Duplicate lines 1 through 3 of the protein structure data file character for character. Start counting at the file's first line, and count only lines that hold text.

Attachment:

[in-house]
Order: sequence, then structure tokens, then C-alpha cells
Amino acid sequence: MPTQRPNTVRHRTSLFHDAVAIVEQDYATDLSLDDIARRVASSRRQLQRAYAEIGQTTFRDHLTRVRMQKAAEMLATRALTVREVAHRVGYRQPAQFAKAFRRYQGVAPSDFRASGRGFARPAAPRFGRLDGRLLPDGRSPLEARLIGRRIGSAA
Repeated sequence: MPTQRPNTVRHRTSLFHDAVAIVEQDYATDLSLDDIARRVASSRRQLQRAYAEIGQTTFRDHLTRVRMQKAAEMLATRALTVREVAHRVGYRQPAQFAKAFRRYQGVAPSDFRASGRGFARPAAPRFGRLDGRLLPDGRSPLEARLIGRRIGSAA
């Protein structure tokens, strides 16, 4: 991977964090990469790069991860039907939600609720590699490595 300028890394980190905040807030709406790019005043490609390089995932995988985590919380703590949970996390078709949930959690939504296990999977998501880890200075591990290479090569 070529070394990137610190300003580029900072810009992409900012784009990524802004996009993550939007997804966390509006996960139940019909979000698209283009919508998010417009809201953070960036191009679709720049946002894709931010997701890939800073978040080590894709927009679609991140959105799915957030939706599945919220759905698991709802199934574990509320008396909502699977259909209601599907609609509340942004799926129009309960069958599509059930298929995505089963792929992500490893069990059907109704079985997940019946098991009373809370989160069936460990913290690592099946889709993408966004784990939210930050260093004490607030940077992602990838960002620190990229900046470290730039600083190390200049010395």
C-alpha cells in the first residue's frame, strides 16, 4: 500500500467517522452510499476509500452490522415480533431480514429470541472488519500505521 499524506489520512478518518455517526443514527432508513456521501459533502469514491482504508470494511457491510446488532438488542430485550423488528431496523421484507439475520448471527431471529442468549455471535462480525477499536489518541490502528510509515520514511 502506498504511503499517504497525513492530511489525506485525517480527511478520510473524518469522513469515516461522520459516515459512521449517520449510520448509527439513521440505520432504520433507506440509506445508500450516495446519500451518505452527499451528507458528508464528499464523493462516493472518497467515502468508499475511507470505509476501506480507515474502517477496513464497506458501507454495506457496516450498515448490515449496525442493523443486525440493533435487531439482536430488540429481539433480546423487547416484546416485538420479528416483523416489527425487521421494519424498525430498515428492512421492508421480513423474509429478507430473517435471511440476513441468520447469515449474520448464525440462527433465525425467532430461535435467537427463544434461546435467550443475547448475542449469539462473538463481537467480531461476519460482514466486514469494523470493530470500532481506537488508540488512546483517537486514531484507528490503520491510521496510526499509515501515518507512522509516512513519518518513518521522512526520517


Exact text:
[in-house]
Order: sequence, then structure tokens, then C-alpha cells
Amino acid sequence: MPTQRPNTVRHRTSLFHDAVAIVEQDYATDLSLDDIARRVASSRRQLQRAYAEIGQTTFRDHLTRVRMQKAAEMLATRALTVREVAHRVGYRQPAQFAKAFRRYQGVAPSDFRASGRGFARPAAPRFGRLDGRLLPDGRSPLEARLIGRRIGSAA